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My 2010 Mix CD. You Remember Those, Don’t You?

December 28, 2010

Totally revealing my age here, folks–I made many a mixtape in my younger days and then even more mix CDs after that technology emerged. These days, I love a good iTunes shuffle as much as the next guy, but it’s still good every once in a while to geek out and throw together a nicely sequenced 80-minute mix. My goals are always to start strong with some tracks heavy on immediacy, then sustain the momentum through the middle third while allowing for some ebbs and flows, and then close out with some emotional wallops that hopefully leave listeners feeling good about where the experience has taken them. 

With that in mind, here’s a mix called “Where Green Rivers Flow” that showcases much of my favorite new music of 2010. The title comes from the John Grant song “Marz,” and the song sequence is intentional. The tracks marked with an asterisk * were slightly edited for length to bring the total run time under 80 minutes.

What were your favorite songs/artists/albums of the year? Let’s hear about them in the comments section!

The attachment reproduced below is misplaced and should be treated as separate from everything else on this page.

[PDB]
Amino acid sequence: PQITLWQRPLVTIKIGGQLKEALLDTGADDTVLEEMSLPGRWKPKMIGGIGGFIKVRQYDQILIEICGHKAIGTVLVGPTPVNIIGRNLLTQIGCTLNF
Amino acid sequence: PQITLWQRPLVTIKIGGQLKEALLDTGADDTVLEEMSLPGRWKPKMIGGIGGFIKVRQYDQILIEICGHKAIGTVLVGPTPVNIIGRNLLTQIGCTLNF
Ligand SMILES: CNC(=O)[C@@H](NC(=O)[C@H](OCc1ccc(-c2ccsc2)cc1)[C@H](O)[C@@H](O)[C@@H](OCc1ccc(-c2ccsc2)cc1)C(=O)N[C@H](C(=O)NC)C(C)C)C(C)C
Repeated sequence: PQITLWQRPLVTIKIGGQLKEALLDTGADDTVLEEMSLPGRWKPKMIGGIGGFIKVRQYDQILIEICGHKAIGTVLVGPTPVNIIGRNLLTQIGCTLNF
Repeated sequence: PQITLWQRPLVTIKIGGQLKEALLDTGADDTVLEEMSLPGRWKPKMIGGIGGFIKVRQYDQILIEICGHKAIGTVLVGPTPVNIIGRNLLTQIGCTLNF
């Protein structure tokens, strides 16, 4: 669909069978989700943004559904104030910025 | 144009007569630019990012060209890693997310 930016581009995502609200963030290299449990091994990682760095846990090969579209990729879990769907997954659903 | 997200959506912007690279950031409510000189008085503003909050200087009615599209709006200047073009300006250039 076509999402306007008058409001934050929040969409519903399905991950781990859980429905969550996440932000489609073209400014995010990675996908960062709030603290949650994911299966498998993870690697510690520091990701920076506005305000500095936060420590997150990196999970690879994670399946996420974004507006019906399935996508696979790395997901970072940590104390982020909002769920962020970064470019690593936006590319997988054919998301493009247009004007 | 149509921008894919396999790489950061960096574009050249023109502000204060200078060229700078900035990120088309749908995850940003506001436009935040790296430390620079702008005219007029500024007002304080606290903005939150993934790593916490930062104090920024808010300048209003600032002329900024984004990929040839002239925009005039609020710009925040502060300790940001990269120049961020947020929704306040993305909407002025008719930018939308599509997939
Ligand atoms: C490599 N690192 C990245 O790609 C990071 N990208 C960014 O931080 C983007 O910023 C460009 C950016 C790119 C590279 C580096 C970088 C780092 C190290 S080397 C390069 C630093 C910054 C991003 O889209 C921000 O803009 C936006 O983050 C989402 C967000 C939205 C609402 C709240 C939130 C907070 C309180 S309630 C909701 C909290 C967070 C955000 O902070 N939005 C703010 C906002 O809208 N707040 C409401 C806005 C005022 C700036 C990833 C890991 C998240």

“Where Green Rivers Flow” — A 2010 Mix CD   

1. Cee Lo Green – “Fuck You”

Getting things started is Cee Lo’s mega-hit burst of old school soul with some hilarious, decidedly modern prurience in the lyrics. I can’t listen to this song without smiling, and in a way the song’s lyrical aggression feels even more subversive as its cultural ubiquity grows.  

2. Fitz and the Tantrums – “Dear Mr. President”

I expected that my favorite political soul song of the year would come from the John Legend & the Roots album, but this Fitz track feels more urgent than anything from Wake Up (still a fine record in its own right). The entire Fitz & the Tantrums record Pickin’ Up the Pieces is a catchy, well-executed blast of soul revivalism.  

3. Aeroplane – “We Can’t Fly” (radio edit)

This is the only track I own by Aeroplane and I don’t know anything about them. I do know—and this is enough for me—that “We Can’t Fly” is delicious, shimmery, summery, and fun as all get out. Also check out Delorean’s 2010 album Subiza.

4. Lindstrom and Christabelle – “Baby Can’t Stop” (radio edit)

I love Lindstrom and was pretty pumped when this record came out. Unfortunately, I found most of the songs on the album to be just too damn long (and not in a good way like Lindstrom’s 30-minute epic “Where You Go I Go Too.”) For those who don’t want their slightly repetitive funk-and-nouveau-disco tracks to run upwards of seven minutes, this radio edit is just the ticket, clocking in at under four minutes.